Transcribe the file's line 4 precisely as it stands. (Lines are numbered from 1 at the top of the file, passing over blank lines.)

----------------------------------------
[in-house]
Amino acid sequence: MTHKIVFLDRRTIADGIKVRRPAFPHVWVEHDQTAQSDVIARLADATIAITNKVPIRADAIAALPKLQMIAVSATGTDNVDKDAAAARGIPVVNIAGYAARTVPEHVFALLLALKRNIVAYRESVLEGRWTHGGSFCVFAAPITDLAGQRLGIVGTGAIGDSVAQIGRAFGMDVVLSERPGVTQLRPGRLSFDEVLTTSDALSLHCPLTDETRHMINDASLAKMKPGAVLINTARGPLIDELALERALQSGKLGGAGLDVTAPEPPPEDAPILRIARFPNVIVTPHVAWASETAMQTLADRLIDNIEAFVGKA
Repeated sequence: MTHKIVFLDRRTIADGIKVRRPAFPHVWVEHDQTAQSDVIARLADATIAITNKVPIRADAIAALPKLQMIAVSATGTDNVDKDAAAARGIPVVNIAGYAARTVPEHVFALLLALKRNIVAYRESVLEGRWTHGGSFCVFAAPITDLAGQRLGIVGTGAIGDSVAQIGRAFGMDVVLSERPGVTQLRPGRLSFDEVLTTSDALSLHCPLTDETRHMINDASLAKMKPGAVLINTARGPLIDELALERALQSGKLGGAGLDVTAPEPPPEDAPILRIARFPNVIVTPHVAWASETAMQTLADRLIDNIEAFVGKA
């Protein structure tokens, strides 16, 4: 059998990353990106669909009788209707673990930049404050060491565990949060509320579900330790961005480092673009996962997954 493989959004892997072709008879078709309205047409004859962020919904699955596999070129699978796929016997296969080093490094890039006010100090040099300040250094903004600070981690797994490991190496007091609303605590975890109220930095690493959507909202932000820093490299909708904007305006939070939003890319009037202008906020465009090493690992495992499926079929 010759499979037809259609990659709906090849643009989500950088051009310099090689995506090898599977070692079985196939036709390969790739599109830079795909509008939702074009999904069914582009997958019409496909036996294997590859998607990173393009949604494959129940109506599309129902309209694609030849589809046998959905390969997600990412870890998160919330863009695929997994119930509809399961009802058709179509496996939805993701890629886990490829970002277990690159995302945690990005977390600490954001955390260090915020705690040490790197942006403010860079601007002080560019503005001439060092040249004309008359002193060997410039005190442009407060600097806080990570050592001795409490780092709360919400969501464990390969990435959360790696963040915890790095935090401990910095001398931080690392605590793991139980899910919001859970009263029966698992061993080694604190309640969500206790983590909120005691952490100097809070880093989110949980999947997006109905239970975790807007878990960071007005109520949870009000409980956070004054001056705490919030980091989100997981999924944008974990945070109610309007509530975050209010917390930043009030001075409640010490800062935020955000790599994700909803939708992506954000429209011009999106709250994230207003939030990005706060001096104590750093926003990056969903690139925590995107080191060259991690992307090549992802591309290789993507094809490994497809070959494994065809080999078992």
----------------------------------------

């Protein structure tokens, strides 16, 4: 059998990353990106669909009788209707673990930049404050060491565990949060509320579900330790961005480092673009996962997954 493989959004892997072709008879078709309205047409004859962020919904699955596999070129699978796929016997296969080093490094890039006010100090040099300040250094903004600070981690797994490991190496007091609303605590975890109220930095690493959507909202932000820093490299909708904007305006939070939003890319009037202008906020465009090493690992495992499926079929 010759499979037809259609990659709906090849643009989500950088051009310099090689995506090898599977070692079985196939036709390969790739599109830079795909509008939702074009999904069914582009997958019409496909036996294997590859998607990173393009949604494959129940109506599309129902309209694609030849589809046998959905390969997600990412870890998160919330863009695929997994119930509809399961009802058709179509496996939805993701890629886990490829970002277990690159995302945690990005977390600490954001955390260090915020705690040490790197942006403010860079601007002080560019503005001439060092040249004309008359002193060997410039005190442009407060600097806080990570050592001795409490780092709360919400969501464990390969990435959360790696963040915890790095935090401990910095001398931080690392605590793991139980899910919001859970009263029966698992061993080694604190309640969500206790983590909120005691952490100097809070880093989110949980999947997006109905239970975790807007878990960071007005109520949870009000409980956070004054001056705490919030980091989100997981999924944008974990945070109610309007509530975050209010917390930043009030001075409640010490800062935020955000790599994700909803939708992506954000429209011009999106709250994230207003939030990005706060001096104590750093926003990056969903690139925590995107080191060259991690992307090549992802591309290789993507094809490994497809070959494994065809080999078992």